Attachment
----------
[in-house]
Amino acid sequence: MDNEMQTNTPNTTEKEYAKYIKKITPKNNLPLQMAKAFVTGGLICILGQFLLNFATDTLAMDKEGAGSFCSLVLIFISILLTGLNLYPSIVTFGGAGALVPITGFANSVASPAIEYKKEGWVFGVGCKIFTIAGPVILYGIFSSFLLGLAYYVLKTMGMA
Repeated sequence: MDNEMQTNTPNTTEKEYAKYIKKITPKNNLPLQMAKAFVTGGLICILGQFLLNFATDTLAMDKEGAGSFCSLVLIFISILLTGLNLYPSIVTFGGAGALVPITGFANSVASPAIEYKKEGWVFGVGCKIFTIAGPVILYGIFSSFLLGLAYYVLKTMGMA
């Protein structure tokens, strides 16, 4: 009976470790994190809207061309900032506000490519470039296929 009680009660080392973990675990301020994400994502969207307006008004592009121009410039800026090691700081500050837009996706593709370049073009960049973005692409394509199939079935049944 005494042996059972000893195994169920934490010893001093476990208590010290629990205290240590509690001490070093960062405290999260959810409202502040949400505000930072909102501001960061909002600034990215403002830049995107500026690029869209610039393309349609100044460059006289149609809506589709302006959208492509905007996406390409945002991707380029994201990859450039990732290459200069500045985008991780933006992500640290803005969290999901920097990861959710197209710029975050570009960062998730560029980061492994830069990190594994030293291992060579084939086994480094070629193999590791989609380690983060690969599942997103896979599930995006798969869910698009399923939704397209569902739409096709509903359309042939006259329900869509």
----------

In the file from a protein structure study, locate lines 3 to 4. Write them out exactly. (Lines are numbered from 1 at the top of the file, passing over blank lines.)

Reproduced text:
Repeated sequence: MDNEMQTNTPNTTEKEYAKYIKKITPKNNLPLQMAKAFVTGGLICILGQFLLNFATDTLAMDKEGAGSFCSLVLIFISILLTGLNLYPSIVTFGGAGALVPITGFANSVASPAIEYKKEGWVFGVGCKIFTIAGPVILYGIFSSFLLGLAYYVLKTMGMA
């Protein structure tokens, strides 16, 4: 009976470790994190809207061309900032506000490519470039296929 009680009660080392973990675990301020994400994502969207307006008004592009121009410039800026090691700081500050837009996706593709370049073009960049973005692409394509199939079935049944 005494042996059972000893195994169920934490010893001093476990208590010290629990205290240590509690001490070093960062405290999260959810409202502040949400505000930072909102501001960061909002600034990215403002830049995107500026690029869209610039393309349609100044460059006289149609809506589709302006959208492509905007996406390409945002991707380029994201990859450039990732290459200069500045985008991780933006992500640290803005969290999901920097990861959710197209710029975050570009960062998730560029980061492994830069990190594994030293291992060579084939086994480094070629193999590791989609380690983060690969599942997103896979599930995006798969869910698009399923939704397209569902739409096709509903359309042939006259329900869509």